Her father claimed his Scottish heritage and though he never wore a kilt, he joked often about his frugality. In fact, his ancestry was mixed. It's reputed to include one Irish farmgirl who was raped, got pregnant, and resisted familial and community pressure to marry her assailant. In any case, her descendant grew up in the northern bush country, and that, more than anything, was his ethnicity. His mother died when he was young. His father, as best as I can gather or pass along, took a shrapnel wound to his soul and never quite recovered. My grandfather lived with his father's parents and, as they had little wealth, he left while still a child to work in the kitchen of a lumbercamp. In 1929, he had found work in the Sault as a baker, married the preacher's daughter, and acquired a piece of land in the unfashionable end of town.
The unfashionable end of town meant, of course, unfashionably close to the Italians.
My mother's ancestors had the rough pioneers and the Currier and Ives Christmases. My father's family has the other origin for people who emigrated by choice. You've seen the photographs: the graven torch over Ellis Island and the sepia-tone crowd on the deck. That Mediterranean peasant, standing to one side with the worn, gatsby hat-- he's my grandfather. He left his wife and daughter behind and came to America, promising to send for them once he had the funds. A community of southern Italians had begun to establish itself up north, in Sault Ste. Marie, Canada, hired hands for manufactured steel. That's where he went and worked and, indeed, sent for his family after a few years had passed.
A mixed community: Italian political unity (such as it is) had arrived in his father's generation only, and to this day Italians identify their ethnic heritage by province. Where I grew up, you know who was from Abruzzo and who was Calabresi. The controversy over ethnic stereotyping that broke when The Godfather was released could not touch us; we all figured the film was an accurate portrayal of Sicilians.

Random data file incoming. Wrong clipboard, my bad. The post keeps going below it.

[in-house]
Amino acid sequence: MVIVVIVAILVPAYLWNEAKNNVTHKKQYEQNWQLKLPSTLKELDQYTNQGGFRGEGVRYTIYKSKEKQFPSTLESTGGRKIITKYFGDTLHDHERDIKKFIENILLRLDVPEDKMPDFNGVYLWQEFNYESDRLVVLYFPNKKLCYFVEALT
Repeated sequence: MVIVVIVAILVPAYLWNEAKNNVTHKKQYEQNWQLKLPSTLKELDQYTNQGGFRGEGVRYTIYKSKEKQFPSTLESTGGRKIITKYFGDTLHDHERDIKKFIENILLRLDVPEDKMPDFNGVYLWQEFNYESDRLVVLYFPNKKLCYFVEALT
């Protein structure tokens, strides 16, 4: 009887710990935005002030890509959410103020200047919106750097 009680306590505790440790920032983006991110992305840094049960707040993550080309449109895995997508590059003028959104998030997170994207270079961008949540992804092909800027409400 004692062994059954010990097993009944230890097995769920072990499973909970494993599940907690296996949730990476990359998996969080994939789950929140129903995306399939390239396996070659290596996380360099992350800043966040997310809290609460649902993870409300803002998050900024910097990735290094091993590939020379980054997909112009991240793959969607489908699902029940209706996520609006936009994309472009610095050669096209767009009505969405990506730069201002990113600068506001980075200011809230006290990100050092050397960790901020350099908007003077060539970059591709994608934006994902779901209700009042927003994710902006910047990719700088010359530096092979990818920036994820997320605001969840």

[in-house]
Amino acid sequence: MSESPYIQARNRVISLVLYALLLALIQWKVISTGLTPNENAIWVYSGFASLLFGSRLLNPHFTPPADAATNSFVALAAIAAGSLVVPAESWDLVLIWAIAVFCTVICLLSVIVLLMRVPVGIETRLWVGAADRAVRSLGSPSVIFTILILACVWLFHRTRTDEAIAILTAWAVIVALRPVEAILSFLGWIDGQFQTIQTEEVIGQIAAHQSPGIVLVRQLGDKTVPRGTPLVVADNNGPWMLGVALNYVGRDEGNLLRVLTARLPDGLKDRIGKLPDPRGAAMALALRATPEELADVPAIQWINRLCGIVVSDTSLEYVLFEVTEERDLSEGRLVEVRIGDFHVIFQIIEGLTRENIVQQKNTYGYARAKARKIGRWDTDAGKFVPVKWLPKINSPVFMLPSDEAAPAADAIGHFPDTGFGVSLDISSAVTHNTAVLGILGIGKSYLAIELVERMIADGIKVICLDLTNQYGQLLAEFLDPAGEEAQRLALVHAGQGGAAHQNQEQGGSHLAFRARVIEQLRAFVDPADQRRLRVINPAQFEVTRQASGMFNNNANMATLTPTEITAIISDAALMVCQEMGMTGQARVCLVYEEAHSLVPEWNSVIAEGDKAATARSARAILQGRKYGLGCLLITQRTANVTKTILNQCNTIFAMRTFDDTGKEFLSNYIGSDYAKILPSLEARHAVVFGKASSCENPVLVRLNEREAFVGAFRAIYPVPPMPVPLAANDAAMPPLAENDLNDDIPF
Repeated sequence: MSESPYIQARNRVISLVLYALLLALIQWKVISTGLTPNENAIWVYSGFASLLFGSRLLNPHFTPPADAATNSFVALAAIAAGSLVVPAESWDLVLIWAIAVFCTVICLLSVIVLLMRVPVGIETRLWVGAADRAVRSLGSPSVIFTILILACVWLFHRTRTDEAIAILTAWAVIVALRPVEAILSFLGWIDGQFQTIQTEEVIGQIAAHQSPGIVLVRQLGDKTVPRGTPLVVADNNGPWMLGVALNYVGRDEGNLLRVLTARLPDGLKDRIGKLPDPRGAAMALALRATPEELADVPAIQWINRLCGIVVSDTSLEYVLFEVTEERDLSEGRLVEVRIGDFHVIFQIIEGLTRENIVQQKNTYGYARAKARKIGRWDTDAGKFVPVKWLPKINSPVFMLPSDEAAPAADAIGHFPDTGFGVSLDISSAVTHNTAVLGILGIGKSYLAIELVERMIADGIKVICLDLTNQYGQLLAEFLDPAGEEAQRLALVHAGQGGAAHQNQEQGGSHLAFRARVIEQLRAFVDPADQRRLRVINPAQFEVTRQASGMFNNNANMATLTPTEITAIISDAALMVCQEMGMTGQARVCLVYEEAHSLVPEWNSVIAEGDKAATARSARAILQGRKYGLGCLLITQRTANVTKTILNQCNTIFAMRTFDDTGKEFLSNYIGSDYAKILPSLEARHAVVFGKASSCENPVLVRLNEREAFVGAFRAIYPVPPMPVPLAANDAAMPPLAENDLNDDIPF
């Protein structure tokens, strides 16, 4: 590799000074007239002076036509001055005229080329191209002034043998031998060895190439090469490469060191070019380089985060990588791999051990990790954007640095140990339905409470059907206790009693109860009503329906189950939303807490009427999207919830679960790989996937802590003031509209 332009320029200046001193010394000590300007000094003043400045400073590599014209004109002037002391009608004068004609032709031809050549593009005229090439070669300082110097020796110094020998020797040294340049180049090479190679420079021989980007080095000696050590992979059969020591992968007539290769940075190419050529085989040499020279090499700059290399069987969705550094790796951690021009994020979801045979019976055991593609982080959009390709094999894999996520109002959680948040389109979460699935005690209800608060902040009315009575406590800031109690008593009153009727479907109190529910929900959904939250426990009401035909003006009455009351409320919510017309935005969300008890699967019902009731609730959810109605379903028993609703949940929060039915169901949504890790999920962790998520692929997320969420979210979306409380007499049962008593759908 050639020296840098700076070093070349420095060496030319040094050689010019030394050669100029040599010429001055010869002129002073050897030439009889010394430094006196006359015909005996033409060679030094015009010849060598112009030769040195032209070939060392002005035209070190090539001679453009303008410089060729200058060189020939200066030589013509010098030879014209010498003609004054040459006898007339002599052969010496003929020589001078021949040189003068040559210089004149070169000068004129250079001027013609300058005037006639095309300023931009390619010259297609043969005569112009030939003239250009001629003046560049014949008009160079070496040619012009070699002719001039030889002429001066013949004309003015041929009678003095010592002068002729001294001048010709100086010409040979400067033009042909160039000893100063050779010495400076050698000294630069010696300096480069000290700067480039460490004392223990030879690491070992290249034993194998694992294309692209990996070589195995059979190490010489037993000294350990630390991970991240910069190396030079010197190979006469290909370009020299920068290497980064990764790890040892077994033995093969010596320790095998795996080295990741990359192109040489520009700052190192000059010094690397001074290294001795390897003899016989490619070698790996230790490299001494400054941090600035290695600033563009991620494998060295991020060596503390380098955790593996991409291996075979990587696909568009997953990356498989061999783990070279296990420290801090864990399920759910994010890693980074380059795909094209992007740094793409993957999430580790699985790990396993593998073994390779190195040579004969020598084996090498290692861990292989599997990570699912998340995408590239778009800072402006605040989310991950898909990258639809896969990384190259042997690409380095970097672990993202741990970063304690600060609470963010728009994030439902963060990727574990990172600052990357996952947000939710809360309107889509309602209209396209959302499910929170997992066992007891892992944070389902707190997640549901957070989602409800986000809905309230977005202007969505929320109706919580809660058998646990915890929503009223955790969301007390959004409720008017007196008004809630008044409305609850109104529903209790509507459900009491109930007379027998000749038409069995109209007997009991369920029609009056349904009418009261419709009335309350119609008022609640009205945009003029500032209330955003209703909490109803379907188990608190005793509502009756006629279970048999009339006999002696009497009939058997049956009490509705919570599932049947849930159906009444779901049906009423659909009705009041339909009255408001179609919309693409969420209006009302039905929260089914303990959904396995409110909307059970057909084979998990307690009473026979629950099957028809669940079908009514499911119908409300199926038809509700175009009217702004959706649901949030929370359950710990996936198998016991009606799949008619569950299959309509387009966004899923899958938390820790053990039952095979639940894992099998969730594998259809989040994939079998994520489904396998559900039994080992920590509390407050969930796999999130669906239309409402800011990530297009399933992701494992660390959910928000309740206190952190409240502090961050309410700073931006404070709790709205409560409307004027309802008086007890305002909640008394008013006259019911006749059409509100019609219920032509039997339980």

My father met my mother. They dated, broke up, dated again and, amidst much controversy, wed. Some former classmates congratulated my mother when they saw her ring. Others asked her what the problem was, couldn't she find a white one?
Times change. By my childhood, I think the local Orange Lodge was considering renting practice space to a Tarantella dance group. My "English" mother baked piazelli. In '67 the parade that passed on Queen Street for the Centennial saw waves of assorted Canadians waving assorted ethnic flags, including the flags of our own neighbourhood, Italian and Polish and Irish. What was it Shane McGowan wrote?-- "where'er we go we celebrate the land that made us refugees."
So I'm a Canadian, sitting with a bunch of Australians and a couple of New Zealanders, sharing alcohol and cultures descended from people who were displaced to lands that were built by the expediency of displacing other peoples. In fact, the Englishman, the Welshman, and the two Scotsmen could make the same claim, since the Saxons had chased out the Celts and the Picts and all of them had to deal with a variety of Normans and Scandinavians and history's terrific truth seems to be, "and then the ancestors of the people here now held off dying awhile longer than the ancestors of the people who might have been."
Ethnicity? I'm not certain what that means.
Over at the next table, one of the Scotsmen has for some reason been inspired to an impolite flight of rhetoric. Helen remains belowdecks and I lack the linguistic skill to decrypt his accent, but we all hear quite clearly through the barroom cacophony that his flourish ends with "you Welsh bastard."
The Welshman rears up. His hands strike tabletop, gesture of force that also buttresses drunken body. His red eyes meet the Scotsman's.
Theo finishes his beer.
One Welsh hand remains planted and another points across the No Man's Land of the wooden table, and he says, "You're fucking lucky you called me Welsh."
They both sit down again and the room shakes with laughter.
This is based on notes in an old travel journal, and first appeared in this form (more or less) in 2000, under the title "Ethnic Joke: A True Story," written for a southwestern Ontario writers' reading series.